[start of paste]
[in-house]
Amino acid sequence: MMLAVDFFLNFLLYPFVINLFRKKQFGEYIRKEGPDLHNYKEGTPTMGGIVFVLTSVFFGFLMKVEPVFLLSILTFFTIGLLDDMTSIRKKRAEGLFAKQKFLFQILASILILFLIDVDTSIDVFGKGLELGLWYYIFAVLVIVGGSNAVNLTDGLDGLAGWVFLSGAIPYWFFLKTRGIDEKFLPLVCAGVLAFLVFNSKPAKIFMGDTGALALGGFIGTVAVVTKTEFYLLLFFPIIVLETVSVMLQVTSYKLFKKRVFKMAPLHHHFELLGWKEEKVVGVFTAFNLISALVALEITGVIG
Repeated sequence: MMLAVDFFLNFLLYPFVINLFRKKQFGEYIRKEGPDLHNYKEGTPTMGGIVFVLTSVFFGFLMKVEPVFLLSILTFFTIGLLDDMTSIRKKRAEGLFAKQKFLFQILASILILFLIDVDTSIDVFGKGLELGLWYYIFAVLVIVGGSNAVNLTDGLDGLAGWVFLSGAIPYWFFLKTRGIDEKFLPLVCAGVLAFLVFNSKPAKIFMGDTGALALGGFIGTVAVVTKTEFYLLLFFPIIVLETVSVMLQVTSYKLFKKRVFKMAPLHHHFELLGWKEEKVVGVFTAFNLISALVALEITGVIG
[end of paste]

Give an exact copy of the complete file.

[in-house]
Amino acid sequence: MMLAVDFFLNFLLYPFVINLFRKKQFGEYIRKEGPDLHNYKEGTPTMGGIVFVLTSVFFGFLMKVEPVFLLSILTFFTIGLLDDMTSIRKKRAEGLFAKQKFLFQILASILILFLIDVDTSIDVFGKGLELGLWYYIFAVLVIVGGSNAVNLTDGLDGLAGWVFLSGAIPYWFFLKTRGIDEKFLPLVCAGVLAFLVFNSKPAKIFMGDTGALALGGFIGTVAVVTKTEFYLLLFFPIIVLETVSVMLQVTSYKLFKKRVFKMAPLHHHFELLGWKEEKVVGVFTAFNLISALVALEITGVIG
Repeated sequence: MMLAVDFFLNFLLYPFVINLFRKKQFGEYIRKEGPDLHNYKEGTPTMGGIVFVLTSVFFGFLMKVEPVFLLSILTFFTIGLLDDMTSIRKKRAEGLFAKQKFLFQILASILILFLIDVDTSIDVFGKGLELGLWYYIFAVLVIVGGSNAVNLTDGLDGLAGWVFLSGAIPYWFFLKTRGIDEKFLPLVCAGVLAFLVFNSKPAKIFMGDTGALALGGFIGTVAVVTKTEFYLLLFFPIIVLETVSVMLQVTSYKLFKKRVFKMAPLHHHFELLGWKEEKVVGVFTAFNLISALVALEITGVIG